Up here in the Commonwealth (God save it!), we once had in the public employ a brave warrior in the war on drugs named Annie Dookhan. Annie was a chemist in the state drug laboratory. Annie was very good at her job. Prosecutors loved her, some admittedly more than others. Annie loved her work, so much so that, when the war on drugs needed a boost, Annie allegedly gave it one. Annie, the brave warrior in the war on drugs, is currently on trial for faking the results in many of the 34,000 drug cases she handled in the lab. This has resulted in over 150 prisoners already being freed. This has not had universally good results. And, as it turns out, Annie Dookhan was not alone in her personal war on drugs.
More than a year ago, the Department of Public Safety knew it had a problem. It discovered, purely by accident, that an analyst at its forensics lab in Houston had falsified the results of a drug test. DPS retested 100 of his cases and found two more errors. That was pretty bad. The lab technician, Jonathan Salvador, had worked there since 2006 and handled evidence from almost 5,000 cases from 36 Texas counties. DPS suspended Salvador and sent a letter alerting prosecutors and district attorneys, and listing which of their cases Salvador had processed. “We believe it prudent to review his entire body of work,” the lab manager wrote in April 2012. “We are sorry for any inconvenience.”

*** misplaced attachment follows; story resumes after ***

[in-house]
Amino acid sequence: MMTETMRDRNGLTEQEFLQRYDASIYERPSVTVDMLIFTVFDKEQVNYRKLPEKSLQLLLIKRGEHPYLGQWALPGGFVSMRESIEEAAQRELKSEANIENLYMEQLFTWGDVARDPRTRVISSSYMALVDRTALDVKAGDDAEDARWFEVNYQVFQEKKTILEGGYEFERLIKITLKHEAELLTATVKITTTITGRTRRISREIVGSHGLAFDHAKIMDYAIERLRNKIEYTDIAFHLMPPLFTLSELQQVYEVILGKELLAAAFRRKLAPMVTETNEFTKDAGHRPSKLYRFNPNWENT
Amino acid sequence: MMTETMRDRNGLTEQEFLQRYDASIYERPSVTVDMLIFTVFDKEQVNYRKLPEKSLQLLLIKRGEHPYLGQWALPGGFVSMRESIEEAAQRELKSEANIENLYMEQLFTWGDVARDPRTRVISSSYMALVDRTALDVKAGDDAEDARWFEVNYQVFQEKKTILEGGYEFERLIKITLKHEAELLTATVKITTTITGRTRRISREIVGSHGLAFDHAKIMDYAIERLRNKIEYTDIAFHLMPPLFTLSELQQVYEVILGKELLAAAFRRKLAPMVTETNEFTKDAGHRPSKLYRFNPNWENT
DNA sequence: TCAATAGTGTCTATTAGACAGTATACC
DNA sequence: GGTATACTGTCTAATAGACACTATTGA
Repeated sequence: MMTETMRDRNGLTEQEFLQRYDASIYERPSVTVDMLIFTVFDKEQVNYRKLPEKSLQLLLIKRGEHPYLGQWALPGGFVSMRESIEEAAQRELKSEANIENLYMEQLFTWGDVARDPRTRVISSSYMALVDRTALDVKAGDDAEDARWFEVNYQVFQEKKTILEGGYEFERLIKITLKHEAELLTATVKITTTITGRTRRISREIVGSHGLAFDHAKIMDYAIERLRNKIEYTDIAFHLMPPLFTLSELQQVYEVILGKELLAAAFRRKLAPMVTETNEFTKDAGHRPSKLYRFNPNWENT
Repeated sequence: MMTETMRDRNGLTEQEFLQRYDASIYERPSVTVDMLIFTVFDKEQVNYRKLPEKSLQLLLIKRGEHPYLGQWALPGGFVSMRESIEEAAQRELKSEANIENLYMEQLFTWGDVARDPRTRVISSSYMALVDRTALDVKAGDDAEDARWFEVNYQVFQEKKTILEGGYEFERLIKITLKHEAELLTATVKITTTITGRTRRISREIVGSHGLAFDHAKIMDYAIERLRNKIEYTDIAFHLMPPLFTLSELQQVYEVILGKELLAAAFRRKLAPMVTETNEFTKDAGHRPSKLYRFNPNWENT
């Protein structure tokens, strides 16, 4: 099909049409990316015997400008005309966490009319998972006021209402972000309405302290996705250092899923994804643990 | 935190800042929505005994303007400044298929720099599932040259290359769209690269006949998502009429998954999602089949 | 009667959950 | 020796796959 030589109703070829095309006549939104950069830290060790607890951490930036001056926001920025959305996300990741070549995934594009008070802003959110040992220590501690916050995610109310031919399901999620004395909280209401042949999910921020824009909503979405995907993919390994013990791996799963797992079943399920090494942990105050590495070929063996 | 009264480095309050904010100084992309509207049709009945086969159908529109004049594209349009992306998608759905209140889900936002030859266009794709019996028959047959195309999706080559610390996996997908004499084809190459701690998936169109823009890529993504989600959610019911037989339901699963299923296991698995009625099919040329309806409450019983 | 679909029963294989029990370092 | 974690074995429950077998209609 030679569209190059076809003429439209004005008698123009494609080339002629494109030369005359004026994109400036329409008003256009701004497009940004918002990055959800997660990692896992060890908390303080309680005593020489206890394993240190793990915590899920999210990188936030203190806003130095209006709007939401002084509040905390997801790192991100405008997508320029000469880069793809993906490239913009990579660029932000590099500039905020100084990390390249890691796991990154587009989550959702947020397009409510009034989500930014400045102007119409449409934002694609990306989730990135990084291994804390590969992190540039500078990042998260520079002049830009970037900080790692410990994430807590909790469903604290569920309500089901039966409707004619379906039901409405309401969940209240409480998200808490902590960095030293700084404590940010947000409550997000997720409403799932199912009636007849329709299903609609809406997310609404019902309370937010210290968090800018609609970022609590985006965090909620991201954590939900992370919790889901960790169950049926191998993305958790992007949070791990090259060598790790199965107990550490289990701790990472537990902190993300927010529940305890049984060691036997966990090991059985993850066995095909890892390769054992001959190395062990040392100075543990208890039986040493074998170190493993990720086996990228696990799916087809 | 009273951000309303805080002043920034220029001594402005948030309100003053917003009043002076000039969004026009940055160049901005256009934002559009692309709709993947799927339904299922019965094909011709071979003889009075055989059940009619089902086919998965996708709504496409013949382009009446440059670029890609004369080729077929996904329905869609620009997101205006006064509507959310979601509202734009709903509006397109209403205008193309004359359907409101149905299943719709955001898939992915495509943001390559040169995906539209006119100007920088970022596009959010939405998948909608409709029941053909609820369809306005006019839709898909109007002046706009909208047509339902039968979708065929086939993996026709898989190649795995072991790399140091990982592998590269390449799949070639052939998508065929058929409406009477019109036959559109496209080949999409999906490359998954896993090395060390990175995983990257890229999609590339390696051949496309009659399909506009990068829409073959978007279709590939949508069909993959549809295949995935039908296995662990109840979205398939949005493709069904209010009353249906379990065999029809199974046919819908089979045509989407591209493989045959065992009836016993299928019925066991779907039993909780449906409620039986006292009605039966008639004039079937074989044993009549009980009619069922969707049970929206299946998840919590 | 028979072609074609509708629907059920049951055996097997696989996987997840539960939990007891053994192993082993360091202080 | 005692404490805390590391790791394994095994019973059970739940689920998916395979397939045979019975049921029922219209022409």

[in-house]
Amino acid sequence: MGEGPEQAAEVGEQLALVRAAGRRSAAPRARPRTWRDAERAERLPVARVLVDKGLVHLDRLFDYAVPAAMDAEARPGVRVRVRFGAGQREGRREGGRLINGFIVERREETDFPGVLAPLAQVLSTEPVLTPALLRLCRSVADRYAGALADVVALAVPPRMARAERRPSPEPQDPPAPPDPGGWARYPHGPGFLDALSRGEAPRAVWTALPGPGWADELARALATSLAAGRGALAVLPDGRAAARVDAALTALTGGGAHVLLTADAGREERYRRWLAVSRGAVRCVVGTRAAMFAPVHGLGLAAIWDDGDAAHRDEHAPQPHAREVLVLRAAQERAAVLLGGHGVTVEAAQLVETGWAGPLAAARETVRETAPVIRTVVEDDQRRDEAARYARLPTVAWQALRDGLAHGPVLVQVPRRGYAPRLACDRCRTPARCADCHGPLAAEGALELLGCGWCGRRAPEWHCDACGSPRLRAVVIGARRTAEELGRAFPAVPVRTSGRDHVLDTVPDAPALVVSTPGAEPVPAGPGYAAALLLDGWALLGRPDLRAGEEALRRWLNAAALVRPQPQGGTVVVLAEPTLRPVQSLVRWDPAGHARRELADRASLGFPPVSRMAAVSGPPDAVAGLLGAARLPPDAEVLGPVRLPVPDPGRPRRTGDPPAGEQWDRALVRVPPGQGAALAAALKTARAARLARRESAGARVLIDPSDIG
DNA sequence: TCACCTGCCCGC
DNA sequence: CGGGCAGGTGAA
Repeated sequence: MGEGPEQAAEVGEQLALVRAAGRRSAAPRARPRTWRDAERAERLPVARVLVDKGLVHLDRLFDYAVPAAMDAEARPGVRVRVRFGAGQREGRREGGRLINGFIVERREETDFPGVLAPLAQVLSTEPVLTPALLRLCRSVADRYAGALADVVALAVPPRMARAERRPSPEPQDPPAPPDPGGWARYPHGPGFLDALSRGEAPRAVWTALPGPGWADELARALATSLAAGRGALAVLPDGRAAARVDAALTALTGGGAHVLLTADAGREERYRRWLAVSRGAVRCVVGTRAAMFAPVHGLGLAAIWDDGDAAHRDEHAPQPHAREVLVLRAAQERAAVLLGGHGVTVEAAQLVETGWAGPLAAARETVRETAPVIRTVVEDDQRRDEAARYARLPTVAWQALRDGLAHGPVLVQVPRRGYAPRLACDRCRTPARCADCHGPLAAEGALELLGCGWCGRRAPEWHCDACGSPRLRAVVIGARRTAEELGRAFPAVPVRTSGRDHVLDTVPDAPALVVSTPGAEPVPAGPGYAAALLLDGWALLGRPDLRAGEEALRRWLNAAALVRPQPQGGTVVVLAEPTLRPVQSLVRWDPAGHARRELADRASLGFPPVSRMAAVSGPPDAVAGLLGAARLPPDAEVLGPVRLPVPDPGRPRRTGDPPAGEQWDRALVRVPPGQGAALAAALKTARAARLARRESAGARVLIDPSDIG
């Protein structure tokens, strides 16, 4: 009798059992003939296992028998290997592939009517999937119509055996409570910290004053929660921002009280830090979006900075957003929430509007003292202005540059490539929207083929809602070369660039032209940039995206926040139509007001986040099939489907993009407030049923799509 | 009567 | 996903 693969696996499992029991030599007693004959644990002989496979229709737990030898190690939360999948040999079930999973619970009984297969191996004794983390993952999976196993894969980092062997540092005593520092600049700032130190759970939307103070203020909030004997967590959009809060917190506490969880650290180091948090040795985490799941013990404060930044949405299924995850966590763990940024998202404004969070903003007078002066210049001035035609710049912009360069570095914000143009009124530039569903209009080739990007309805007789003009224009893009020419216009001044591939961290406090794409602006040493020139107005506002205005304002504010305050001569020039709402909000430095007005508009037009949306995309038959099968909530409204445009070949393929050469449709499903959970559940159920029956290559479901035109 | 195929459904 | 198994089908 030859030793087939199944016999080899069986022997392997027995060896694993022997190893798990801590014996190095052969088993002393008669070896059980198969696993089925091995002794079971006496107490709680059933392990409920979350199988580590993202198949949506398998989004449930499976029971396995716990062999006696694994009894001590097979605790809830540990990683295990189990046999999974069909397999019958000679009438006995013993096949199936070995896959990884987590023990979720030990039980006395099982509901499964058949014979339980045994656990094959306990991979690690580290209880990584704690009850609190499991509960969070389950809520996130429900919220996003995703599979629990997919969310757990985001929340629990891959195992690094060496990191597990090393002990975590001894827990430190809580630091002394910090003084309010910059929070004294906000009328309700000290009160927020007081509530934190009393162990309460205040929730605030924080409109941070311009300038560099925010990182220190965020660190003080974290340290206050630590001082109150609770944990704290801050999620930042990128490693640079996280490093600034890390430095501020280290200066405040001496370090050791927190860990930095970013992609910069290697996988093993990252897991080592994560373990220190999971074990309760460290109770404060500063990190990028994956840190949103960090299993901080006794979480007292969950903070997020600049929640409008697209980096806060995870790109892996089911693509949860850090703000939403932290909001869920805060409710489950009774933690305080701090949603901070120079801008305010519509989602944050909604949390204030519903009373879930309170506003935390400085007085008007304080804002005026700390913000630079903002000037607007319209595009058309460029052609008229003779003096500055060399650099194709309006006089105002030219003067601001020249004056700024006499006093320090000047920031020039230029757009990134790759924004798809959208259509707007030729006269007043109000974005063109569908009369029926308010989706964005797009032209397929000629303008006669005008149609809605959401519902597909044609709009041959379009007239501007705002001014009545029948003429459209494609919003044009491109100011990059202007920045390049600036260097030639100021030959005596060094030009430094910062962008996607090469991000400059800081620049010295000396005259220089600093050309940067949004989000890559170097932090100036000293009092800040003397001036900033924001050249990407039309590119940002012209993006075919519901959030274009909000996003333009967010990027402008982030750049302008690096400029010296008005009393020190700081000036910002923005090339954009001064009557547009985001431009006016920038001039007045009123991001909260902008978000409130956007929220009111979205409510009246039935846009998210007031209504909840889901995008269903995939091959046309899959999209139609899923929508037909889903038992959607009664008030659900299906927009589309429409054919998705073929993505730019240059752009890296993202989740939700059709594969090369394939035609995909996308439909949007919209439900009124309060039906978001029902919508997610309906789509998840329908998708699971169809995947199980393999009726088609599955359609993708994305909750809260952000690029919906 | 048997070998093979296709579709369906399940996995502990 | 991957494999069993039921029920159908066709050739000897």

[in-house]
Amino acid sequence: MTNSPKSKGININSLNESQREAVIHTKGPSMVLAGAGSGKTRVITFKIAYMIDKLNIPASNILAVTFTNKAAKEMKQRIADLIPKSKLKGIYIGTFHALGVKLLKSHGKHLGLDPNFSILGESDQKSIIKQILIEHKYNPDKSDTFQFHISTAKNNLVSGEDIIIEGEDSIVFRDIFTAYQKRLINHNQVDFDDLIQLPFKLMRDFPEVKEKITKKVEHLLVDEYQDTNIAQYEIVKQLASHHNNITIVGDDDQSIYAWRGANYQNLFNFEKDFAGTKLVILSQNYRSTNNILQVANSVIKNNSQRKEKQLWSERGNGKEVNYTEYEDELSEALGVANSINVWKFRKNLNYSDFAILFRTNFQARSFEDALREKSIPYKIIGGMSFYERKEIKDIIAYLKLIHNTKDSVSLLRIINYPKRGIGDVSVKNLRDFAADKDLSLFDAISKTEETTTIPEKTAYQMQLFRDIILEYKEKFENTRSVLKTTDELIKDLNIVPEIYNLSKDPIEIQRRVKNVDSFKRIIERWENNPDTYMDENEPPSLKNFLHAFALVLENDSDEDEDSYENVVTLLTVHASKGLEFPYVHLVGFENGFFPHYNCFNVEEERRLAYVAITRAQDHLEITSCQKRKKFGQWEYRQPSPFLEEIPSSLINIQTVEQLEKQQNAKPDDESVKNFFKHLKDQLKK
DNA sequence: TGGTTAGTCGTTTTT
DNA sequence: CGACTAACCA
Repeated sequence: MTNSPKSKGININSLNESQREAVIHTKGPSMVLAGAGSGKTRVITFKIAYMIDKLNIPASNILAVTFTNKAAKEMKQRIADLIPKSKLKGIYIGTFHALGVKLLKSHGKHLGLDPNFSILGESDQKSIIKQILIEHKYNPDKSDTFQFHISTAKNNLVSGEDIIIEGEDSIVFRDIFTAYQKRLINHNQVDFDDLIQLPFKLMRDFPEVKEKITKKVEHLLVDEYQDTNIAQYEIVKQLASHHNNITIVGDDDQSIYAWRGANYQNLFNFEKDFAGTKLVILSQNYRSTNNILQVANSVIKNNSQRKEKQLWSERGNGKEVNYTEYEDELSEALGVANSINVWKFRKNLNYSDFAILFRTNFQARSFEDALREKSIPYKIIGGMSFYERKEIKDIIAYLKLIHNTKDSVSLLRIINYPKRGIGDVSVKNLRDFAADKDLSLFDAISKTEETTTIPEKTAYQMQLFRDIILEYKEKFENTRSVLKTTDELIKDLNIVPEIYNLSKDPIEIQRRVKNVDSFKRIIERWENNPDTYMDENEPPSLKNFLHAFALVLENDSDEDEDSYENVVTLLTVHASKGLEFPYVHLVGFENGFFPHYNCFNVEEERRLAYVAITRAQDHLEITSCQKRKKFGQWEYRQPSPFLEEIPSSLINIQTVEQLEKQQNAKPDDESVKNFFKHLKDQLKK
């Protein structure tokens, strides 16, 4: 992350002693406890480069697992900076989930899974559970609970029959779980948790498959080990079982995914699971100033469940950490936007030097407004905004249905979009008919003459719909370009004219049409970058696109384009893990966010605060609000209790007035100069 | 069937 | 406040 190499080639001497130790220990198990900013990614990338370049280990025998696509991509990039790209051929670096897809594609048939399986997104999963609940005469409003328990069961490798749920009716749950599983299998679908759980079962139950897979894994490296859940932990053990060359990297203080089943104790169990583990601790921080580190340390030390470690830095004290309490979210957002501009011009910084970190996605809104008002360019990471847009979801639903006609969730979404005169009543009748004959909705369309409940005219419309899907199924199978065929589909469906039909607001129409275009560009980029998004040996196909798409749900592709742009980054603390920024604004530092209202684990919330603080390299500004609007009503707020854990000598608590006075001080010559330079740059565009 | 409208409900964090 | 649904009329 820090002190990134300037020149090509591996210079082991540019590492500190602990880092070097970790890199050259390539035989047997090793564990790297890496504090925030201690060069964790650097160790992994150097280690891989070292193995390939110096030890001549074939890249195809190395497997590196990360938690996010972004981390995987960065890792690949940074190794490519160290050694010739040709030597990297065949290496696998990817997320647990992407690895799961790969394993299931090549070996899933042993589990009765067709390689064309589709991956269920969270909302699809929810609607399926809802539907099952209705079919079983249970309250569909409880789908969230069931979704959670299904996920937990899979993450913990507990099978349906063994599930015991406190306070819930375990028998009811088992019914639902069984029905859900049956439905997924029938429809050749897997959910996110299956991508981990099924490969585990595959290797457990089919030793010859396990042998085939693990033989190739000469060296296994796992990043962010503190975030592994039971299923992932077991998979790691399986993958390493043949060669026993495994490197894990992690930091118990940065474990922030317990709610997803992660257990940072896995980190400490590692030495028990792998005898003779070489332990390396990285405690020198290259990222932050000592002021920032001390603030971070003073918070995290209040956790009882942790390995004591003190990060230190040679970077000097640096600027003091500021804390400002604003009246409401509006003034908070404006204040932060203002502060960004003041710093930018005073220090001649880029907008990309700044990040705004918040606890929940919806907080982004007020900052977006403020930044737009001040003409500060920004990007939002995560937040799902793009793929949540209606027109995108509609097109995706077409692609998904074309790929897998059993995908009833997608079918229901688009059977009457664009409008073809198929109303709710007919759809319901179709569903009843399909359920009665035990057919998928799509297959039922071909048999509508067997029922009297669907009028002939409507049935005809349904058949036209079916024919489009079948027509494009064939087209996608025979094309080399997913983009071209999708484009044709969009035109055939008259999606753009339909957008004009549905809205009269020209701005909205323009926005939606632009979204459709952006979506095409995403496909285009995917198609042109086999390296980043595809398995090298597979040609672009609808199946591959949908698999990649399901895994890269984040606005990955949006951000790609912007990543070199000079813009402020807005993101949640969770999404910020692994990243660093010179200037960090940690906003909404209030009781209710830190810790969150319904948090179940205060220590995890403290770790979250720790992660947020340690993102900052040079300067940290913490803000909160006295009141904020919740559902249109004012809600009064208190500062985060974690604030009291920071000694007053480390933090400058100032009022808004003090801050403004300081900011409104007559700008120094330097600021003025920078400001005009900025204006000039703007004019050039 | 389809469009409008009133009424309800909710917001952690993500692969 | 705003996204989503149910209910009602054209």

This also has not had universally good results.
In June the Texas Court of Criminal Appeals overturned the conviction of Leroy Coty, who pleaded guilty to possession of more than 400 grams of cocaine in 2010 and was sentenced to 10 years in prison. Coty’s case was important because the Harris County district attorney had videotapes of Coty with drugs and other evidence that almost certainly could have convicted him without Salvador’s lab results. If any case was going to survive being handled by Salvador’s, it was Coty’s. It didn’t. The first Salvador-tainted convictions overturned by the appeals court were those in which all the evidence was destroyed during testing. Since an estimated 25 to 50 percent of Salvador’s cases had no surviving evidence, prosecutors knew right away that they’d be freeing a lot of guilty people-and likely had jailed some innocent ones. Most DAs took steps to notify affected defendants and allocated resources to handle the coming waves of habeas corpus writs. Then they set about retesting any leftover evidence.
We are now into the fourth decade of the spectacular failure that is our war on drugs and, as a country, we cannot even have a serious discussion of reforming the idiotic laws banning marijuana, let alone discuss the more serious issues of this epic national fk-up. One of these is how the war on drugs has warped the criminal justice system in so many profound ways that Annie Dookhans and Jonathan Salvadors became inevitable. From confiscation laws to no-knock warrants to the general militarization of local police departments, the lust for convictions in the war on drugs has resulted in all manner of corruption, from the purely monetary to a contempt for civil liberties that bled easily into the war on terror and, I would argue, has a lot to do with the developing surveillance state that the war on terror threw into hyperdrive.
– Read the entire article at Esquire.